Animal Crush Videos Are Protected by the First Amendment
Animal snuff films are protected by the First Amendment.
Yes. Recording and exhibiting the torture and murder of animals is a constitutionally protected activity in the United States.
This ruling comes courtesy of one Simeon Timothy “Sim” Lake, a judge in the U.S. District Court in Houston. Remember Enron? Well, Judge Lake is the guy who gave executive Jeffrey Skilling the minimum possible sentence and vacated Ken Lay’s convictions, allowing his family to keep his ill-gotten gains.
Thank heavens Lake’s is not the final say, since an appellate court and the Supreme Court could both overrule him.
Lake’s chance to commit this abomination on American law came when a couple, Ashley Nicole Richards and Brent Justice, filmed Richards torturing puppies, kittens, rabbits and others to death. They were charged with criminal violations of a law that was passed by Congress in one of its rare lucid moments. The Animal Crush Video Prohibition Act of 2010 prohibits photographing or videotaping acts “in which 1 or more living non-human mammals, birds, reptiles, or amphibians is intentionally crushed, burned, drowned, suffocated, impaled, or otherwise subjected to serious body injury.”
That law was based on Congress’s finding that ”serious criminal acts of extreme animal cruelty are integral to the creation, sale, distribution, advertising, marketing, and exchange of animal crush videos.”
The couple was facing criminal charges based on several incidents, including one where Richards stomped a cat, then ground the heel of her shoe into the animal’s eye socket.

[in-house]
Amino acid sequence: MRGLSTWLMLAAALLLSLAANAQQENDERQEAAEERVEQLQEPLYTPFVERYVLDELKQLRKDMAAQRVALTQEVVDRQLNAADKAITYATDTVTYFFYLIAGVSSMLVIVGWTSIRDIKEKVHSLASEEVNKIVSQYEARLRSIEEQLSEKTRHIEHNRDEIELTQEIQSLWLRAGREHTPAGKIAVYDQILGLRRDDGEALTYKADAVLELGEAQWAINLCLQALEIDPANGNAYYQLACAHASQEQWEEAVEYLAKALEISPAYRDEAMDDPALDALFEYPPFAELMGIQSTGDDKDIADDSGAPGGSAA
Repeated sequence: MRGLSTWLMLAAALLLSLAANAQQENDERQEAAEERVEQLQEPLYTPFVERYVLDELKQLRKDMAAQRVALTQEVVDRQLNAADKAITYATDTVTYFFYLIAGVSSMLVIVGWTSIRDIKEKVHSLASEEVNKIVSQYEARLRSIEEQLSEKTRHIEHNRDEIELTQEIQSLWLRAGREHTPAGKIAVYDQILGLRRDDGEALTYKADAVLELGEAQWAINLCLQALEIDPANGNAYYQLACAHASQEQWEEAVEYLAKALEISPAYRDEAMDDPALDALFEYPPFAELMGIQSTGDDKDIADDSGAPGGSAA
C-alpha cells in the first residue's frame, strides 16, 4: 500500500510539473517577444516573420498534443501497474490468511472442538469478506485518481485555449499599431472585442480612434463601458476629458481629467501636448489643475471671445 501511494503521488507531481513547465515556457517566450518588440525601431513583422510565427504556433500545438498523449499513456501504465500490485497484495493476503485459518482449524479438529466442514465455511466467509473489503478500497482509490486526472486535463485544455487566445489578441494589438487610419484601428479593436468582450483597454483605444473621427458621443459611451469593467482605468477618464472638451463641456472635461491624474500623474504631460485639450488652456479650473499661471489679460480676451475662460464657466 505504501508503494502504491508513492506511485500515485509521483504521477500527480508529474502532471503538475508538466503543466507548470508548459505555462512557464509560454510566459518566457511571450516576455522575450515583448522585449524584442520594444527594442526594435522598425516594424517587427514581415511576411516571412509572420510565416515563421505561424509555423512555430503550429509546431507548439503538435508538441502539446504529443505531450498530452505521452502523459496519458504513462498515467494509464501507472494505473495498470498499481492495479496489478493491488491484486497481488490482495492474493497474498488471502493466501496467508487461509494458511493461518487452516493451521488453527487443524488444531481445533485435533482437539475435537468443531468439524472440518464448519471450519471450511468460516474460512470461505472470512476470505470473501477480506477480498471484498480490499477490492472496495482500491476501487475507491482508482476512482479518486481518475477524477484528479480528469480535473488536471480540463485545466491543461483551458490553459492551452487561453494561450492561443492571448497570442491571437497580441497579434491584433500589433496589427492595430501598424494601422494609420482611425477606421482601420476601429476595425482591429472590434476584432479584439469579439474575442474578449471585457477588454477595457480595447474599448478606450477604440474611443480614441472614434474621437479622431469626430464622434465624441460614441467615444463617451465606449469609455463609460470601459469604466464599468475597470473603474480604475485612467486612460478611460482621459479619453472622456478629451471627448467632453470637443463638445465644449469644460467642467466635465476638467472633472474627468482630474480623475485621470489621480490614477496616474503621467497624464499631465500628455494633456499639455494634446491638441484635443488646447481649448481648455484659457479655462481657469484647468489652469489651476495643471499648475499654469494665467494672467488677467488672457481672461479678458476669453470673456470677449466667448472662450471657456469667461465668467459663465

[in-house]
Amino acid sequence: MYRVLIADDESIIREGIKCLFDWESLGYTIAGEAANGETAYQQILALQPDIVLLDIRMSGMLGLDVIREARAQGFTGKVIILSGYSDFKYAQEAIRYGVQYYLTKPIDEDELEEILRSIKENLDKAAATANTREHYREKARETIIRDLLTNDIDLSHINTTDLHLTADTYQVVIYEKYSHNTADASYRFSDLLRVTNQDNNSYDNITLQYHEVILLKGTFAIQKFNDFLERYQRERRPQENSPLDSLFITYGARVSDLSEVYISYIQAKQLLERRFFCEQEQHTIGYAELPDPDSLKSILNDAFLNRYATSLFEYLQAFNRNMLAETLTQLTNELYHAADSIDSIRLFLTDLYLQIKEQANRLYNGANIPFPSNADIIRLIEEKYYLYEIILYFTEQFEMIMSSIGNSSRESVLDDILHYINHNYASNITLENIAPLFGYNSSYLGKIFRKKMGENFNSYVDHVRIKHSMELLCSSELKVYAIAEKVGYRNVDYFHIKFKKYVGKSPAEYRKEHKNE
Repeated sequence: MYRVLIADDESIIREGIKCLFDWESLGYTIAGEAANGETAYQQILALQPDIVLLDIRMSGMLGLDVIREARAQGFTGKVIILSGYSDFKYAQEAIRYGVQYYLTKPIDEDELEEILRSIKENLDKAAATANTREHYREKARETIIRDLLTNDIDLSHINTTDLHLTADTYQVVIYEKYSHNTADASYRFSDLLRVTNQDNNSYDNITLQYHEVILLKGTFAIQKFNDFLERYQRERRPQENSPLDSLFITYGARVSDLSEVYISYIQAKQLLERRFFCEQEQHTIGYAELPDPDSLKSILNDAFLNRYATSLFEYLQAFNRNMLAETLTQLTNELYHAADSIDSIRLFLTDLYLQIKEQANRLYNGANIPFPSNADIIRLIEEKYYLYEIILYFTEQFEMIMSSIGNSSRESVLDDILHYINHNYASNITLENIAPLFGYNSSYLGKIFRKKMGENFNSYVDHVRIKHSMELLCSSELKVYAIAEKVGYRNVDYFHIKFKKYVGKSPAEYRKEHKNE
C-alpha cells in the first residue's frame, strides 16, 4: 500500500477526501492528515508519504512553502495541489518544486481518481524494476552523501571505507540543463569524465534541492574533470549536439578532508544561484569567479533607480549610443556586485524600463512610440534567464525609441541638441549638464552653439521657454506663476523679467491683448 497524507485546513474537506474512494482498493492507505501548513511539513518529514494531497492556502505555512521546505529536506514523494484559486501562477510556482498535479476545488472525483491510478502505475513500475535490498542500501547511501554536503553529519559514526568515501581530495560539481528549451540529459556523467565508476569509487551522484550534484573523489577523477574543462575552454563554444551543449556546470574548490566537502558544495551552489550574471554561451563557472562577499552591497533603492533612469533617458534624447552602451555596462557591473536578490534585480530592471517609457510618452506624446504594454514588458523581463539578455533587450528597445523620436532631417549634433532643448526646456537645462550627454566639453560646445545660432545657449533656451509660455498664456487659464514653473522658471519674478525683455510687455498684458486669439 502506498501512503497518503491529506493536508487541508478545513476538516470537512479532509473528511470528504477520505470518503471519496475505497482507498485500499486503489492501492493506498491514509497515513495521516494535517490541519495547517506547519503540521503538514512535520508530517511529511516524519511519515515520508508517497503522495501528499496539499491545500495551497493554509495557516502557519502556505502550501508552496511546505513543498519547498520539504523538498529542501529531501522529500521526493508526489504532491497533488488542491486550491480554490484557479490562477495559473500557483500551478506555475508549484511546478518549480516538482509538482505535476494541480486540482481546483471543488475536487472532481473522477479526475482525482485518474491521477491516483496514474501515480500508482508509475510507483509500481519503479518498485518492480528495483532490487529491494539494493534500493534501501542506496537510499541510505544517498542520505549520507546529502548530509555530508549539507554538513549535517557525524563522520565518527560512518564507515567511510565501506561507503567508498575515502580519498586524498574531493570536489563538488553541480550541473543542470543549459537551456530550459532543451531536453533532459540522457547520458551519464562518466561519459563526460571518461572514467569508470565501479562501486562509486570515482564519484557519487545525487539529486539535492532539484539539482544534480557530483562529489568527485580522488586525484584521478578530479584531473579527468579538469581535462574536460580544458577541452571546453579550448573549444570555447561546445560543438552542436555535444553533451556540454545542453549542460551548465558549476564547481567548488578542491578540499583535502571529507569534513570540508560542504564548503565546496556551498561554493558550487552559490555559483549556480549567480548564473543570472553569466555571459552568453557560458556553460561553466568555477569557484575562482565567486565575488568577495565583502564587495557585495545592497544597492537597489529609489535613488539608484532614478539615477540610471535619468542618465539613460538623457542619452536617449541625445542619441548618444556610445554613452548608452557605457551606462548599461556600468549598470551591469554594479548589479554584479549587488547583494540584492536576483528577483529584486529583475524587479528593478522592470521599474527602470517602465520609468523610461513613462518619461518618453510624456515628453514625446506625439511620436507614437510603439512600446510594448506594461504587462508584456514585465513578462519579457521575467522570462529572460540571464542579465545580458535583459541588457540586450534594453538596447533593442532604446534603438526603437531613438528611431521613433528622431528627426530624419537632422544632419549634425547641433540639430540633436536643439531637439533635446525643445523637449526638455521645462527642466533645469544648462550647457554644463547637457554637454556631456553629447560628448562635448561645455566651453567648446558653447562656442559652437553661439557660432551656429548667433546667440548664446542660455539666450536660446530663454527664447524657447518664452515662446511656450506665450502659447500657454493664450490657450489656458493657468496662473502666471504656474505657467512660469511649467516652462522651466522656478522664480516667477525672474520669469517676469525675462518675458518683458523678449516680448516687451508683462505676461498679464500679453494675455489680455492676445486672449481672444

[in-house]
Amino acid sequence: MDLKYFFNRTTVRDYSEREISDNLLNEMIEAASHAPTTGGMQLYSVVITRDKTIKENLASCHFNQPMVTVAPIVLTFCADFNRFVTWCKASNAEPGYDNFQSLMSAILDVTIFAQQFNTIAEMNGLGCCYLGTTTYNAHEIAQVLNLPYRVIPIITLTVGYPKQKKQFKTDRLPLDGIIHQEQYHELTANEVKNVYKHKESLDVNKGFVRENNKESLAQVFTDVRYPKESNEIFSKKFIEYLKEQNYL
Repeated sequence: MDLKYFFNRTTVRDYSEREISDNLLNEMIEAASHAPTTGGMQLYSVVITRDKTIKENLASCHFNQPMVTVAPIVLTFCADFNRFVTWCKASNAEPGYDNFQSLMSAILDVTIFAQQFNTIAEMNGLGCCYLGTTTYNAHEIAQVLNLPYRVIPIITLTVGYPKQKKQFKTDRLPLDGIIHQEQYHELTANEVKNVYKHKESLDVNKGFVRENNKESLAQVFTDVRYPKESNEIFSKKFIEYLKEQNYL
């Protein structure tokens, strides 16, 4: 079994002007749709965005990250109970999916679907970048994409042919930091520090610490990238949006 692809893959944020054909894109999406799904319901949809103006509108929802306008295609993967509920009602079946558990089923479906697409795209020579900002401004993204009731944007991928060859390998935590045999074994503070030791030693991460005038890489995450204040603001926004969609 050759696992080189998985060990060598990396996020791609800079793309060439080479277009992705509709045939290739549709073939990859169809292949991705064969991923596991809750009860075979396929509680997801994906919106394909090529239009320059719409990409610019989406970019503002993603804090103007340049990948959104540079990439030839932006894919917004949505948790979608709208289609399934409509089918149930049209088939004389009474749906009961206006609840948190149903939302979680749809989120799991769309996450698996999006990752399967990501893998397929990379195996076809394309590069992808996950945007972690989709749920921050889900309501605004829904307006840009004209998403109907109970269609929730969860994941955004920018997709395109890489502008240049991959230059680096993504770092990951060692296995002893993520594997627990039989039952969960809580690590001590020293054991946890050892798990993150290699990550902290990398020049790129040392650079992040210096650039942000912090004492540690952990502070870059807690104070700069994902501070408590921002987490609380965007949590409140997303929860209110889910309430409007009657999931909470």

Judge Lake, a Reagan appointee, didn’t see the difference between doing and videotaping that and the “humane slaughter of a stolen cow,” so he decided the Animal Crush Video Prohibition Act was too broad and prohibited things that should have been protected as free speech. For some reason the explicit exception in the Act for “the slaughter of animals for food” wasn’t enough for Lake.
At least he recognized that the actions in the video were “disturbing and horrid.”
The Richards/Justice case was the first one brought under the 2010 Crush Video law. The pair still faces criminal charges for the animal abuse itself. The question Judge Lake’s ruling raises is whether they can face additional charges for taping what they did.
The First Amendment acknowledges that certain forms of expression are not worthy of constitutional protection. “Fighting words,” for example, “are no essential part of any exposition of ideas, and are of such slight social value as a step to truth that any benefit that may be derived from them is clearly outweighed by the social interest in order and morality.” Crush videos certainly aren’t essential to develop any ideas or get at any truth, and any benefit they may have is to help sadistic perverts get off. That benefit is outweighed by pretty much any positive consideration at all, and certainly by preventing the torture and painful death of innocent animals.
Judge Lake acknowledged in his opinion that child pornography should not be protected by the First Amendment because, among other reasons, banning it would reduce the supply, which could dry up the market for these products. Whether or not the economic argument makes sense, the motivation behind this rule should apply in this case: to reduce and eventually end harm to children forced to participate in the production of pornography. Surely preventing the torture of animals is a compelling reason to ban crush videos.
On the other hand, our government condones any number of ways to torture animals, from factory farming to zoos to research laboratories. With such low regard for animals’ basic well-being, it isn’t all that surprising that even a consideration as objectionable as the sexual urges of sickos outweighs it.
Photo credit: Fuse